My Best Friend Anne Frank Parent Guide
Given its powerful elements, this should be a better film than it is.
Parent Movie Review
Not even war can dim Anne Frank’s (Aiko Beemsterboer) and Hannah Goslar’s (Josephine Arendsen) zest for living. It’s 1942 and the 14 year old best friends live in Amsterdam under the brutality of Nazi occupation. As Jews, the girls and their families cope with restrictions, random acts of violence, and the constant threat of deportation to a concentration camp. These worries don’t stop the girls from giggling together, having tea parties, playing ball in the park, or obsessing about boys – and promising each other that they will always be together.
Fate has other plans, and the girls are soon separated. Anne and her family spend two years hiding in rooms above her father’s office before being betrayed and sent to Bergen Belsen. And Hannah eventually winds up in the same camp, bearing total responsibility for the care of her little sister. Then she hears a familiar whistle on the other side of the fence…
My Best Friend Anne Frank is a Dutch film, based on the memoirs of Hannah Goslar, who grew up with Anne Frank. The story is almost impossible to believe – the coincidence of the girls being able to reconnect in Bergen Belsen seems more likely to be dreamed up by a screenwriter than to have occurred in real life. Depending on your beliefs, it’s either a bizarre quirk of fate or the inscrutable mercy of God but in either case it has a powerful effect on Hannah, leading her to reconsider her priorities, her loyalties, and her sense of self.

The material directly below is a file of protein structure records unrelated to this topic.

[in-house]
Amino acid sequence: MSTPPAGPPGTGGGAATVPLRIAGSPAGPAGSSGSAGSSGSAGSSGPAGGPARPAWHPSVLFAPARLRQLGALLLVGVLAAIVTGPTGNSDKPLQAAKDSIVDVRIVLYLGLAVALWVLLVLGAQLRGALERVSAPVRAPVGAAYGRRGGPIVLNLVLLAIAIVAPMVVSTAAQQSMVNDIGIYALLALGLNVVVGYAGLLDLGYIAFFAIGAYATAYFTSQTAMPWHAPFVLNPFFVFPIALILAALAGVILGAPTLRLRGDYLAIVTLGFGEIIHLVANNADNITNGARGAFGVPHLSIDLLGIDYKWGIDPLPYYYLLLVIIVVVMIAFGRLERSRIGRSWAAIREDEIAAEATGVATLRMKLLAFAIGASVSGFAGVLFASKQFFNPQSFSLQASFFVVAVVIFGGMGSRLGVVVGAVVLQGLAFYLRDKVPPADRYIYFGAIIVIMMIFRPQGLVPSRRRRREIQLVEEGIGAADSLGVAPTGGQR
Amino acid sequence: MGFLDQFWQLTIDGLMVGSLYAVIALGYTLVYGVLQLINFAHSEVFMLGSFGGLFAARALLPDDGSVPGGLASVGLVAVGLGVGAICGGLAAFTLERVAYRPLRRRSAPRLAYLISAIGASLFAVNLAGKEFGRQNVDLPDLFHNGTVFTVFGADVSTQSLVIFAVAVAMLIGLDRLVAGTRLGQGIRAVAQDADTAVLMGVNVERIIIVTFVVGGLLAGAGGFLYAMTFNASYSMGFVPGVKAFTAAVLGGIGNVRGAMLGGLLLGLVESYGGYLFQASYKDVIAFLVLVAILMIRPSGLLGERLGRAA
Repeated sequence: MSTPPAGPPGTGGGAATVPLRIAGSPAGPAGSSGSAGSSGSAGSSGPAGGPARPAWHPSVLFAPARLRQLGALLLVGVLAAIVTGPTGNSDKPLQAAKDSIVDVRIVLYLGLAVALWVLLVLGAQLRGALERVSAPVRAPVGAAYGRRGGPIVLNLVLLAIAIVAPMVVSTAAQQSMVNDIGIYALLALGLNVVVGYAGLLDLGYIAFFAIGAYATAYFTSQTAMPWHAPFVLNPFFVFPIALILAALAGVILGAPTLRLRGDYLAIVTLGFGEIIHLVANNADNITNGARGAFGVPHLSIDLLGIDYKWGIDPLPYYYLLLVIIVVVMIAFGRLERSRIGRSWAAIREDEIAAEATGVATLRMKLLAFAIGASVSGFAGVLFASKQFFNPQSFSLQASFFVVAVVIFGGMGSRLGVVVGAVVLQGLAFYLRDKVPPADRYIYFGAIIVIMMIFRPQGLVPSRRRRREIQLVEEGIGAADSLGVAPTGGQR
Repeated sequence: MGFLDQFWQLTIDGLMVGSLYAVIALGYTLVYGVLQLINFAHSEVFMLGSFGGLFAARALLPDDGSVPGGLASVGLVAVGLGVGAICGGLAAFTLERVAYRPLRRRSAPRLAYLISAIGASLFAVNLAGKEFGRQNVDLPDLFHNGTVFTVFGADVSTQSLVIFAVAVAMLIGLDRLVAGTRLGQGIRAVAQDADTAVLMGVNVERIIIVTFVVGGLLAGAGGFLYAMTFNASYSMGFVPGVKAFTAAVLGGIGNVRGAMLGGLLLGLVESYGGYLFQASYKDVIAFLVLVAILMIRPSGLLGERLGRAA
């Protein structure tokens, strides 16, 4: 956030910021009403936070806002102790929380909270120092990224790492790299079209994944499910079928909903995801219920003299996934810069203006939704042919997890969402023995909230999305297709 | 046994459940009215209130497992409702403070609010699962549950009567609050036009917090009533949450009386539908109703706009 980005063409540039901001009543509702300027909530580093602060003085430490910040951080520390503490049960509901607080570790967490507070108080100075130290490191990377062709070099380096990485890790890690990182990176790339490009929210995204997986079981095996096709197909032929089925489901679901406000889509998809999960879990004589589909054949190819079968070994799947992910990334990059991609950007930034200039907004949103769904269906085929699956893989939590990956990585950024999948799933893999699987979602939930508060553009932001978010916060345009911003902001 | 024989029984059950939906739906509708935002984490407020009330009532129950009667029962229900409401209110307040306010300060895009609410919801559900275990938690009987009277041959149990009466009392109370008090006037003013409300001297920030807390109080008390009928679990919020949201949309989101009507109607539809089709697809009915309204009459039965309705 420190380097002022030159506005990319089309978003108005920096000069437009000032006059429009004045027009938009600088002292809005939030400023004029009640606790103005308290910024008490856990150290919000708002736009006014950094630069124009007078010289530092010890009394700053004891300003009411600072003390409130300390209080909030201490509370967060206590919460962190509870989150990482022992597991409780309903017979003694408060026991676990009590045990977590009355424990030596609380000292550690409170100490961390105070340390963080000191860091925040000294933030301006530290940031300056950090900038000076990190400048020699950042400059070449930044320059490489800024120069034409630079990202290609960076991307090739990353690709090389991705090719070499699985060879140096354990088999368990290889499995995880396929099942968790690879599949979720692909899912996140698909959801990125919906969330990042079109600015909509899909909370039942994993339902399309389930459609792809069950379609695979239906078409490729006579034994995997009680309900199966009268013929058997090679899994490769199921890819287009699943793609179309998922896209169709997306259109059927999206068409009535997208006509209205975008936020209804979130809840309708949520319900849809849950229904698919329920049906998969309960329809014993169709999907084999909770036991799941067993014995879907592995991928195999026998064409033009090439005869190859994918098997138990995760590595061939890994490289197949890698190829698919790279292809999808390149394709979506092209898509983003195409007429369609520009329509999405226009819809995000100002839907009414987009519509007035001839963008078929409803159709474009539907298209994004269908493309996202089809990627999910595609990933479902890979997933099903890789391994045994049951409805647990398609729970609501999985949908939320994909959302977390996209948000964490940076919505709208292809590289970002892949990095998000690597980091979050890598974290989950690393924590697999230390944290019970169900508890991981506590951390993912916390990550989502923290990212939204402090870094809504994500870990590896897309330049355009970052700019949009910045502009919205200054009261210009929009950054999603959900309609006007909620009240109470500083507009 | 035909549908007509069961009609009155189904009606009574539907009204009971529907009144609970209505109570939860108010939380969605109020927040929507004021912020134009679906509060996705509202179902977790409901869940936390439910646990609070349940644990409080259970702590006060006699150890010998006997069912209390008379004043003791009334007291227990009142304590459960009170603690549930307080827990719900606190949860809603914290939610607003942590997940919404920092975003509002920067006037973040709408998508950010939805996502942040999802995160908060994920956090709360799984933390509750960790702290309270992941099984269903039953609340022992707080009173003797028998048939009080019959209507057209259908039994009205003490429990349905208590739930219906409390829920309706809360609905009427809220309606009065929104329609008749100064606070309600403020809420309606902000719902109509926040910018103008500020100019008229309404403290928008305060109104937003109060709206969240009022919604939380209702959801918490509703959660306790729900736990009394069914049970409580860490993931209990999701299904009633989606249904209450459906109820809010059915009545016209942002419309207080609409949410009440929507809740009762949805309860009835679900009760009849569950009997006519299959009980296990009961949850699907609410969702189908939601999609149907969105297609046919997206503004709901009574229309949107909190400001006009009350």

Given its powerful elements – friendship, loyalty, sacrifice, faith, endurance, self-respect, and dignity in the face of brutality – this should be a better film than it is. The story is authentic and the acting is good, but the script itself seems to be the issue. (This might be partially a translation problem – I watched with subtitles and a dub track. It’s possible that the movie is better in the original Dutch.) Frankly, the biggest challenge for me is in the very core of the film – the friendship between Hannah and Anne. Anne’s diaries depict a girl who’s brave, curious, loyal, and emotionally intense. The Anne who appears in this film is selfish, manipulative, impulsive, reckless, and even cruel. She pressures Hannah into taking great risks, stands by and implicitly encourages another girl to humiliate Hannah, and embarrasses her friend with sexual material she doesn’t want to see. Why Hannah, who is dutiful, loyal, and conscientious, puts up with such a difficult friendship is never made clear. Her willingness to risk her life – and the safety of her sister – for such a demanding friend, is even less understandable.
Parents or teachers who are considering this film for teenage viewing can be assured that content is relatively minor for a Holocaust movie. There are upsetting scenes of violence and brutality perpetrated by Nazis but the worst events take place off screen. There are scenes of girls discussing French kissing and a brief moment where girls look at an anatomy book with explicit illustrations of female genitalia and sexual intercourse. Aside from that, swearing is infrequent and other content non-existent.
Readers of Anne Frank’s diary will certainly find this production interesting. But viewers looking for teen-friendly Holocaust films can certainly do better. (Scroll down for our suggestions.) A subject this weighty deserves a movie of equal heft and My Best Friend Anne Frank simply feels thin and incomplete. It could be that reducing Hannah to “Anne’s friend” instead of a person whose story is compelling on its own is part of the problem. A girl of her courage and loyalty deserves her own account; not to be seen through the prism of her relationship with her famous friend.Directed by Ben Sombogaart. Starring Aiko Beemsterboer, Josephine Arendsen. Running time: 103 minutes. Theatrical release February 1, 2022. Updated February 4, 2022
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My Best Friend Anne Frank
Rating & Content Info
Why is My Best Friend Anne Frank rated TV-14? My Best Friend Anne Frank is rated TV-14 by the MPAA for fear, language, violence, and smoking